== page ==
line arguments:
1. -n 255 – the number of interior points.
2. -I 10000 – the number of iterations
Both command line arguments need to be defined and make sure your code check for invalid
command line arguments
Uses type double for your arrays.
Your code needs to output to the console the number of milliseconds it took to calculate the
solution using CUDA events.
Example:
Thin plate calculation took 123.456 milliseconds.
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Your code needs to write out to a text file the final temperature values using a comma to
separate the values in the file “finalTemperatures.csv”. Each row of temperature values should
be on a separate line.
Turn-In Instructions:
Place all the files (*.h, *.cpp, *.cu) used in your solution into a zip file called Lab4.zip and upload to the Canvas
assignment.
Notes:
You can write, debug and test your code locally on your personal computer. However, the code you
submit must compile and run correctly on the PACE-ICE server.
 Execution Time is important for this lab.
AUTOMATIC GRADING POINT DEDUCTIONS PER PROBLEM:
Element Percentage Deduction Details
Does Not Compile 40% Code does not compile on PACE-ICE!
Execution Time Up to 8% 0 pts deducted < 10x shortest time
pts deducted = (2/10) (your time/shortest time) – 2
(rounded up to whole point value)
Does Not Match Output 10%-90% The code compiles but does not produce correct outputs.
Clear Self-Documenting
Coding Styles
10%-25% This can include incorrect indentation, using unclear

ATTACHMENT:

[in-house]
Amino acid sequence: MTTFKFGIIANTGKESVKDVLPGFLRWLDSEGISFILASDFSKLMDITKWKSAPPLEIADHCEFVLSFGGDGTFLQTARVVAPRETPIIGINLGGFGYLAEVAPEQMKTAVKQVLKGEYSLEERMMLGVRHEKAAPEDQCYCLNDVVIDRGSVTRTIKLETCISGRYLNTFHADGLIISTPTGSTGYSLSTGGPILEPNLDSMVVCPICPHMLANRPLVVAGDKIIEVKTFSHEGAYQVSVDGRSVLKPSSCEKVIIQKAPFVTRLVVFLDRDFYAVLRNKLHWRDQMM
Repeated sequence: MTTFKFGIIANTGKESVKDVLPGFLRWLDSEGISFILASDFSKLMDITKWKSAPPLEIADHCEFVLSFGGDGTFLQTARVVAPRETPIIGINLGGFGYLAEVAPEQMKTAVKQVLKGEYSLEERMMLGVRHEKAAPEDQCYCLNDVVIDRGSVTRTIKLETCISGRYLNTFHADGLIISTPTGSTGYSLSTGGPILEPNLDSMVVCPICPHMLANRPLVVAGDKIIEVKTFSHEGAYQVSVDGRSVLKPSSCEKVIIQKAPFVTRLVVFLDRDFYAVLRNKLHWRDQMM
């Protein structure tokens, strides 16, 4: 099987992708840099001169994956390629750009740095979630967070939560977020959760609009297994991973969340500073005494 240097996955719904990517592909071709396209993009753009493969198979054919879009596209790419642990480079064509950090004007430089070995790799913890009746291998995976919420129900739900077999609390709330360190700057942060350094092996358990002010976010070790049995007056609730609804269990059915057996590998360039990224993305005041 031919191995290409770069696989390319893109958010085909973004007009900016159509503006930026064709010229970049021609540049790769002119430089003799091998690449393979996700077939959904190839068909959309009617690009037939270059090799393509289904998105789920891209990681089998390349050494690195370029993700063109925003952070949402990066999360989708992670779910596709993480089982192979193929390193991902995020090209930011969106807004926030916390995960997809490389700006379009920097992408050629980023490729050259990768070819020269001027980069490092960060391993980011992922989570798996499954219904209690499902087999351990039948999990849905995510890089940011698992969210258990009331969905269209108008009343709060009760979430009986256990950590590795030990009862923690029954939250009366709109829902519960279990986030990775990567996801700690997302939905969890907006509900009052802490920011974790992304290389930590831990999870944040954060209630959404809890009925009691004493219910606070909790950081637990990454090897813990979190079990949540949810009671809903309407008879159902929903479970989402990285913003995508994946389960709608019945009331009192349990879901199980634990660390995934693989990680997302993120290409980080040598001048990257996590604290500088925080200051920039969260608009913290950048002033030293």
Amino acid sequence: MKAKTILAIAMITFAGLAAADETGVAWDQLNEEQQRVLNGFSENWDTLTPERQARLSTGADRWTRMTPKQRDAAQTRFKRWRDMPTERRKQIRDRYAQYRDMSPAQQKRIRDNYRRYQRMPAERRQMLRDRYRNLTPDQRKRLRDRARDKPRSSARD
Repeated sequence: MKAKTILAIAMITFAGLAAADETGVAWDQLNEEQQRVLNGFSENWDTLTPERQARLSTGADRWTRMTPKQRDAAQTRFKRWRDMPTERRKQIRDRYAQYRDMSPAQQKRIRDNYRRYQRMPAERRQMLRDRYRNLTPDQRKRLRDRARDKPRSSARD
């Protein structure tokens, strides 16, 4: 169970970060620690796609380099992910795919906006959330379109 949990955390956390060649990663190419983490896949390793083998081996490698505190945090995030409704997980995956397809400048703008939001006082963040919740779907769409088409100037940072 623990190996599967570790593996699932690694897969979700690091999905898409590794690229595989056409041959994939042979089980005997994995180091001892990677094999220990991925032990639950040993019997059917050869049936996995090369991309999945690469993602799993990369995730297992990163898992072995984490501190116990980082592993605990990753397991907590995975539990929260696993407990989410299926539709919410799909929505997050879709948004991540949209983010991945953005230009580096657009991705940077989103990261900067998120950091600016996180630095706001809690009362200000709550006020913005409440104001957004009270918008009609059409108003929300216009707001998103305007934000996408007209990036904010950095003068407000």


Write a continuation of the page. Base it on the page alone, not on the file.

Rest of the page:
variable names, or unclear/missing comments. (See
Appendix A)
LATE POLICY
Element Percentage
Deduction
Details
Late Deduction Function score – 0.5*H H = number of hours (ceiling function) passed deadline
***You are free to post solution times on pizza so that other students can gauge their run times.
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Appendix A: Coding Standards
Indentation:
When using if/for/while statements, make sure you indent 4 spaces for the content inside those. Also
make sure that you use spaces to make the code more readable.
For example:
for (int i; i < 10; i++)
{
j = j + i;
}
If you have nested statements, you should use multiple indentions. Each { should be on its own line (like
the for loop) If you have else or else if statements after your if statement, they should be on their own
line.
for (int i; i < 10; i++)
{
if (i < 5)
{
counter++;
k -= i;
}
else
{
k +=1;
}
j += i;
}
Camel Case:
This naming convention has the first letter of the variable be lower case, and the first letter in each new
word be capitalized (e.g. firstSecondThird). This applies for functions and member functions as well! The
main exception to this is class names, where the first letter should also be capitalized.
Variable and Function Names:
Your variable and function names should be clear about what that variable or function is. Do not use one
letter variables, but use abbreviations when it is appropriate (for example: “imag” instead of
“imaginary”). The more descriptive your variable and function names are, the more readable your code
will be. This is the idea behind self-documenting code.
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Every file should have the following header at the top
/*
Class: ECE4122 or ECE6122
Last Date Modified: <date>
Description:
What is the purpose of this file?
*/